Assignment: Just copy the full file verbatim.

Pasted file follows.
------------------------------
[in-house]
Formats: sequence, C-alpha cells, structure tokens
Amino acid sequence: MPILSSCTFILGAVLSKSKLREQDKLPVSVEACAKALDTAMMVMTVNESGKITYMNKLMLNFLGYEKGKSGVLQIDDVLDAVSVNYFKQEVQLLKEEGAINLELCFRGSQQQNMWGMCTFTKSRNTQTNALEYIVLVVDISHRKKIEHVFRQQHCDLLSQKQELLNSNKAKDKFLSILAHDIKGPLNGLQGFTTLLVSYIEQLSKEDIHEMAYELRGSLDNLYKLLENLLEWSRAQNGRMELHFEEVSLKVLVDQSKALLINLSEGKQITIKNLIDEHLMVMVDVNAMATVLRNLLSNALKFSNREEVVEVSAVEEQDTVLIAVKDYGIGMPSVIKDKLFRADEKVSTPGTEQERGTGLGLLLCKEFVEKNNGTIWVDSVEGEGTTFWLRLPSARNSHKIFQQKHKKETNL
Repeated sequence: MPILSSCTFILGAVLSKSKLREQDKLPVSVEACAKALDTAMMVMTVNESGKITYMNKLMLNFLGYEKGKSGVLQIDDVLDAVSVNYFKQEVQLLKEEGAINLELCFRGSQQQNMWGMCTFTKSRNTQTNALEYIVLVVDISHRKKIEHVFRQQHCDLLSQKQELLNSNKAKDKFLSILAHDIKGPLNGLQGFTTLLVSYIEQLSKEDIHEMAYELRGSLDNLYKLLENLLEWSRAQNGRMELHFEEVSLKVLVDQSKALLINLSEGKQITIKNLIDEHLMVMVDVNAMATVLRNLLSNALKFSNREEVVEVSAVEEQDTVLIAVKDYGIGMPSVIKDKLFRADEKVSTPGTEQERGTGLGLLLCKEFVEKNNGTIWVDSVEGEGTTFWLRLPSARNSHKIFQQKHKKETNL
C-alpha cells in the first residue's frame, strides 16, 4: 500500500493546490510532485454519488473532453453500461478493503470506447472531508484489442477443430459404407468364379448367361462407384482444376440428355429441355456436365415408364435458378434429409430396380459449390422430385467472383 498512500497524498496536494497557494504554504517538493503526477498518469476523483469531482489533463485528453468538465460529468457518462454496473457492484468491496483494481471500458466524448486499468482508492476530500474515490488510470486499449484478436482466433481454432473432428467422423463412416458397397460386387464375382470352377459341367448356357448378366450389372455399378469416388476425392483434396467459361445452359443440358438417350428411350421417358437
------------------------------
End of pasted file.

[in-house]
Formats: sequence, C-alpha cells, structure tokens
Amino acid sequence: MPILSSCTFILGAVLSKSKLREQDKLPVSVEACAKALDTAMMVMTVNESGKITYMNKLMLNFLGYEKGKSGVLQIDDVLDAVSVNYFKQEVQLLKEEGAINLELCFRGSQQQNMWGMCTFTKSRNTQTNALEYIVLVVDISHRKKIEHVFRQQHCDLLSQKQELLNSNKAKDKFLSILAHDIKGPLNGLQGFTTLLVSYIEQLSKEDIHEMAYELRGSLDNLYKLLENLLEWSRAQNGRMELHFEEVSLKVLVDQSKALLINLSEGKQITIKNLIDEHLMVMVDVNAMATVLRNLLSNALKFSNREEVVEVSAVEEQDTVLIAVKDYGIGMPSVIKDKLFRADEKVSTPGTEQERGTGLGLLLCKEFVEKNNGTIWVDSVEGEGTTFWLRLPSARNSHKIFQQKHKKETNL
Repeated sequence: MPILSSCTFILGAVLSKSKLREQDKLPVSVEACAKALDTAMMVMTVNESGKITYMNKLMLNFLGYEKGKSGVLQIDDVLDAVSVNYFKQEVQLLKEEGAINLELCFRGSQQQNMWGMCTFTKSRNTQTNALEYIVLVVDISHRKKIEHVFRQQHCDLLSQKQELLNSNKAKDKFLSILAHDIKGPLNGLQGFTTLLVSYIEQLSKEDIHEMAYELRGSLDNLYKLLENLLEWSRAQNGRMELHFEEVSLKVLVDQSKALLINLSEGKQITIKNLIDEHLMVMVDVNAMATVLRNLLSNALKFSNREEVVEVSAVEEQDTVLIAVKDYGIGMPSVIKDKLFRADEKVSTPGTEQERGTGLGLLLCKEFVEKNNGTIWVDSVEGEGTTFWLRLPSARNSHKIFQQKHKKETNL
C-alpha cells in the first residue's frame, strides 16, 4: 500500500493546490510532485454519488473532453453500461478493503470506447472531508484489442477443430459404407468364379448367361462407384482444376440428355429441355456436365415408364435458378434429409430396380459449390422430385467472383 498512500497524498496536494497557494504554504517538493503526477498518469476523483469531482489533463485528453468538465460529468457518462454496473457492484468491496483494481471500458466524448486499468482508492476530500474515490488510470486499449484478436482466433481454432473432428467422423463412416458397397460386387464375382470352377459341367448356357448378366450389372455399378469416388476425392483434396467459361445452359443440358438417350428411350421417358437